But then again, Stallman traces all the problems back to their original sin. “Ultimately proprietary software is always an injustice because you can’t change it yourself… With free software you can remove any malicious functionality [or] a few other users can get together and do it and release their modified version, and you just have to use it. With free software, the community of users can defend itself from malicious functionalities…
“This is why the mere fact of being proprietary software is an injustice… The only known defense against malware is free software… With proprietary software, the users are defenseless. They’re helpless under the boot of the proprietor. So the way you should boot proprietary software is out of your life.”
Lunduke: With a big steel-toed boot, preferably.
Stallman: [smiling] Yeah!
But there were occasional glimpses of the man behind the legend. Stallman quips that “I was involuntarily self-promoted into management,” and Lunduke commiserates, saying he’s starting to miss coding. “Do you ever get that urge to go back there and just sit in a dark room and code for a weekend?”
“The thing is,” Stallman responds, “there are now so many people working on free programs that if I started a project, by the time I got it done someone else would probably have written one.”
So he focuses on something that’s less common. “We need more people to speak about free software and champion it in a firm way, and say ‘We’ve got to keep fighting because surrender leads to defeat.'”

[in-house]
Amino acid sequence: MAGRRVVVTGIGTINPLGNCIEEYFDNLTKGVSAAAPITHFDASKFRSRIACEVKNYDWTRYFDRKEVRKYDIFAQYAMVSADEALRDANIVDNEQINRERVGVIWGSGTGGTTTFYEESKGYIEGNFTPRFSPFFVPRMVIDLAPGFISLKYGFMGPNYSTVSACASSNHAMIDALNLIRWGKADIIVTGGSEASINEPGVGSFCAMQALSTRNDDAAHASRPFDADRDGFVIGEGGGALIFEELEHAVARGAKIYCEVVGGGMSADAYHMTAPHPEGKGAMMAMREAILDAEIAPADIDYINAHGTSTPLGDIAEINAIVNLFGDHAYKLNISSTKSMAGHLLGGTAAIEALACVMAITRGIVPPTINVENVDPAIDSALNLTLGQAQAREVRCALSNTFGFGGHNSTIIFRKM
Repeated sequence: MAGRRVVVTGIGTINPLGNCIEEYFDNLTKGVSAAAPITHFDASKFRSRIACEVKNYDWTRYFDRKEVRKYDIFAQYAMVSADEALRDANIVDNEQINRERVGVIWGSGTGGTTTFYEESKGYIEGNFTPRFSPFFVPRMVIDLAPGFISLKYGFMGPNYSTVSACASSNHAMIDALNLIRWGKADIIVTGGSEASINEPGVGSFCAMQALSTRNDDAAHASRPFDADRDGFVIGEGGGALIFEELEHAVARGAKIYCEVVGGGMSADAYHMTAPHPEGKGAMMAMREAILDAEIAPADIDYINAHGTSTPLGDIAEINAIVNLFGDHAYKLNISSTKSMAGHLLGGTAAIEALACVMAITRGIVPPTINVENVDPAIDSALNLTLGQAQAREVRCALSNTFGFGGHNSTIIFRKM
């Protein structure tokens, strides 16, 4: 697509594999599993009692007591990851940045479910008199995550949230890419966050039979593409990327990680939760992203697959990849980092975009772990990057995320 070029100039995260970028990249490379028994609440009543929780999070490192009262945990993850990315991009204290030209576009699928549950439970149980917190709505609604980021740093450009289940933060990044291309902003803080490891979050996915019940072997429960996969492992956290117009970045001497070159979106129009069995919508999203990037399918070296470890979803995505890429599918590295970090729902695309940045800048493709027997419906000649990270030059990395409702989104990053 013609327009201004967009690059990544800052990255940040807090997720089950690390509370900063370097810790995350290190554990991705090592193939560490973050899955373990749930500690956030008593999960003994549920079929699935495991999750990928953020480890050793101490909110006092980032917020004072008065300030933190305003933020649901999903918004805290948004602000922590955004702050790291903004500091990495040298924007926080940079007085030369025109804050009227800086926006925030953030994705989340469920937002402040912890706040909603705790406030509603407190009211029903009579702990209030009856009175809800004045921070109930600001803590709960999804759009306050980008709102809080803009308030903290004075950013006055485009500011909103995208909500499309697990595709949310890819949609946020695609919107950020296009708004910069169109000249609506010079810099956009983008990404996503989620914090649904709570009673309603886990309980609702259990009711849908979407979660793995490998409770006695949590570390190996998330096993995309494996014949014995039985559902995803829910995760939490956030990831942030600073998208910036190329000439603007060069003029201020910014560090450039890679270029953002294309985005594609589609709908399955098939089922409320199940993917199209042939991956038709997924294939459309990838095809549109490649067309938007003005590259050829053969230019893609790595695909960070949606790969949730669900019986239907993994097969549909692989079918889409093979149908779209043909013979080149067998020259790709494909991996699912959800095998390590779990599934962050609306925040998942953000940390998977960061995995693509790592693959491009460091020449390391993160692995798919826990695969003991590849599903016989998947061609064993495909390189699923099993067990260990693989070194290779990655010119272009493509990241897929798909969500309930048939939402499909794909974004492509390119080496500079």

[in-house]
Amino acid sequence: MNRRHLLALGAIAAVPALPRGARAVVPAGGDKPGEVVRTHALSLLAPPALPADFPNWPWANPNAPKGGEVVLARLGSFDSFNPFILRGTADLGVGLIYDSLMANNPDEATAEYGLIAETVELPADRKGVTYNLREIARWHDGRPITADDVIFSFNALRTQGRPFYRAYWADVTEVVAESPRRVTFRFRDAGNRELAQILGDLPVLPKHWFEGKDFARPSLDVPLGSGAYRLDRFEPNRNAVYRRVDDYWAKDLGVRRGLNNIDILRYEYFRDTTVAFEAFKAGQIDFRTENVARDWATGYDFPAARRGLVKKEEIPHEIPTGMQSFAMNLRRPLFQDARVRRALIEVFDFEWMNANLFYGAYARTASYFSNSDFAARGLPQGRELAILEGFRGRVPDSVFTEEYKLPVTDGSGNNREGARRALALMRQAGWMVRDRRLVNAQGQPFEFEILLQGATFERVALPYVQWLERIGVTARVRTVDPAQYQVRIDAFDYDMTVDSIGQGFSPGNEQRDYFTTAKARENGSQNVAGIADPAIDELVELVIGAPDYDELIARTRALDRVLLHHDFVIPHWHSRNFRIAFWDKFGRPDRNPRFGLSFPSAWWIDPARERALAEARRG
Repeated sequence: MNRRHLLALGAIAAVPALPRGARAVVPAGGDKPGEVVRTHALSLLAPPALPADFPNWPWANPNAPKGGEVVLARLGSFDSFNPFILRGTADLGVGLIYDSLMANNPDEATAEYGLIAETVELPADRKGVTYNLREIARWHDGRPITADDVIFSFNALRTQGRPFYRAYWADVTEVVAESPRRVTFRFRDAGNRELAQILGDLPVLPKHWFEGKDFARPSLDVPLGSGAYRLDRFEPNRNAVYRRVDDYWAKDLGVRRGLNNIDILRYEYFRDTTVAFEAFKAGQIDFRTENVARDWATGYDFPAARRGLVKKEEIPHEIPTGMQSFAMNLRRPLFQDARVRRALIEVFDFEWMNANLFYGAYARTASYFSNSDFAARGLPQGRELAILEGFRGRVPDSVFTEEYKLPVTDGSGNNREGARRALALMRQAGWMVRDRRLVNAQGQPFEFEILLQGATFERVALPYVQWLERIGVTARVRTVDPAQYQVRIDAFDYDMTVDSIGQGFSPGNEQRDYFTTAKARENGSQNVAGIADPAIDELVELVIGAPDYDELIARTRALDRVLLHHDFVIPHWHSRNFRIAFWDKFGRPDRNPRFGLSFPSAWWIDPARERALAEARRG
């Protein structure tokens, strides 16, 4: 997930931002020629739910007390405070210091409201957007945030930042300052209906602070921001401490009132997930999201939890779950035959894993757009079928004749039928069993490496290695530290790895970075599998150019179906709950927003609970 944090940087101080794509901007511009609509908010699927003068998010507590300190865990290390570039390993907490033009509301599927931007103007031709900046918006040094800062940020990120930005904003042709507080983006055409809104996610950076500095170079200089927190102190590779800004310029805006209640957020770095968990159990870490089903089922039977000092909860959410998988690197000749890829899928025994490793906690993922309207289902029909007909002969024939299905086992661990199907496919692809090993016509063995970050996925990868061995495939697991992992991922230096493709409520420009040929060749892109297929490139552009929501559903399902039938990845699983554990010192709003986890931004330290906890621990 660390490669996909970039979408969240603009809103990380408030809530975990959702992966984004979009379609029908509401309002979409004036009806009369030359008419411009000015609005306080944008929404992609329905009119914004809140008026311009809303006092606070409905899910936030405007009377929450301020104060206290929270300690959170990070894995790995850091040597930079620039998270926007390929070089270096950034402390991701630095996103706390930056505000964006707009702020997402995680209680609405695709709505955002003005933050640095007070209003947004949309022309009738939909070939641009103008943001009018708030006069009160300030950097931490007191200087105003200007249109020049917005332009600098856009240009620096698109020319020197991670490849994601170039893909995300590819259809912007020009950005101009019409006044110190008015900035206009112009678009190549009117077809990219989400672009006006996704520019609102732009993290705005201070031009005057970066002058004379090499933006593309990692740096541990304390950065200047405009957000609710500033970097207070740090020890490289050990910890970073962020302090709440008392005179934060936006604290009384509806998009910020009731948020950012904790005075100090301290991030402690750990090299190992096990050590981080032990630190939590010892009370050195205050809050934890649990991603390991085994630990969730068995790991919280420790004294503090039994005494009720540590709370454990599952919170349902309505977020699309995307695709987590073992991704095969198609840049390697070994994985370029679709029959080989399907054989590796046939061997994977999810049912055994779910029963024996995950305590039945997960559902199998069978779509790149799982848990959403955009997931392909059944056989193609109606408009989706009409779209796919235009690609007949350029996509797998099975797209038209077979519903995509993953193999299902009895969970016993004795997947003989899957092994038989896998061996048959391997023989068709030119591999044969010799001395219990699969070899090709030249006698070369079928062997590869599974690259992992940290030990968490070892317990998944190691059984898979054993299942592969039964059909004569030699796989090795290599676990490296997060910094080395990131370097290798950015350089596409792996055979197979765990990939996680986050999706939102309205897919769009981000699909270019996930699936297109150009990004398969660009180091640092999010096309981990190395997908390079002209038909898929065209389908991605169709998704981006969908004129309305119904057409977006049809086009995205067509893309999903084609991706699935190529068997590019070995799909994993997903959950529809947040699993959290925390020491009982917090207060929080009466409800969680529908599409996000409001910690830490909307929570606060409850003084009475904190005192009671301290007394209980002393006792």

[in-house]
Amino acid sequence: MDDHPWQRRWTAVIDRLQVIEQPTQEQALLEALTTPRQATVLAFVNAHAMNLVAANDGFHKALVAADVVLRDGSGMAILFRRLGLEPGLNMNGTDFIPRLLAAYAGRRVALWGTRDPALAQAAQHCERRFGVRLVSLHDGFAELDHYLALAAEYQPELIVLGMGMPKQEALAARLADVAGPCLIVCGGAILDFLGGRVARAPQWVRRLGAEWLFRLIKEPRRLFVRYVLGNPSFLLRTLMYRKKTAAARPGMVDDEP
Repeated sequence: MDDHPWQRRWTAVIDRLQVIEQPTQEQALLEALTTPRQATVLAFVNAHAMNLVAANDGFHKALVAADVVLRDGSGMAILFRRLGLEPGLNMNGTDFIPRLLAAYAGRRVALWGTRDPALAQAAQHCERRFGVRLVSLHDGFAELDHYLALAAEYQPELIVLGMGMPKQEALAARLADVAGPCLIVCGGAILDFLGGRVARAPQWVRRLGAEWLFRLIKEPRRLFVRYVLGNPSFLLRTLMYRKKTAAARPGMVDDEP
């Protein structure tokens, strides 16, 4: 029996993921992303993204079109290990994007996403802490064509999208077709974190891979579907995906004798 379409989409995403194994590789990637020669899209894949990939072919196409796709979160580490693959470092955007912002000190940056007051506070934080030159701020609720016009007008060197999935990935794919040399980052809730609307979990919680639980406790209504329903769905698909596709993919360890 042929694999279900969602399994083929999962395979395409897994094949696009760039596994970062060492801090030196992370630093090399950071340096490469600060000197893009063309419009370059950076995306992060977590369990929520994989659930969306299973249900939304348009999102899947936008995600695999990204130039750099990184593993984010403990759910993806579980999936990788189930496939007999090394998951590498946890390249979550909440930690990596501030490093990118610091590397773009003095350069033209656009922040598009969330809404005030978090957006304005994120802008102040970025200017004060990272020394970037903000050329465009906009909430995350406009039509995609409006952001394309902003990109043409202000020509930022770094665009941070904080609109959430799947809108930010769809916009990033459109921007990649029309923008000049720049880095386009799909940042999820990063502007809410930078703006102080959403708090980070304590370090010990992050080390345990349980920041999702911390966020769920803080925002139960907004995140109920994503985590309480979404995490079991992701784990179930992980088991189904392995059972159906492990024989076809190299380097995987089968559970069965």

Lunduke says, “If you don’t surrender, at least there’s a chance.”
Stallman: “Were you just quoting Galaxy Quest?
Lunduke: I was…
Lunduke felt he had to relay some warm thank-yous from his viewers for all of Stallman’s inspiration — and Stallman had a ready response. “The best way to thank me and the thousands of other people who’ve worked on GNU is by helping us advance. So look at GNU.org/help, and you’ll see dozens of different kinds of work you can do or contributions you can make — and it’s not all programming… So roll up your sleeves and work…!”
“There’s so many different ways, to contribute to the cause.”
And the interview comes to a grand climax when Lunduke asks what may be the ultimate question. “If, right now today, the countries of the world banded together and passed a unanimous law outlawing all proprietary software and made free software the de facto, what would you then do with the remainder of your days?”
Stallman hedges that the solution isn’t a law. Proprietary software is like a dangerous drug, and “we’ve got to teach people to get off of it.” But if all of his wishes came true, what would Richard Stallman do then?
“Well, if there are still other injustices in the world, I’m sure I’ll be able to make some contribution to putting an end to them.”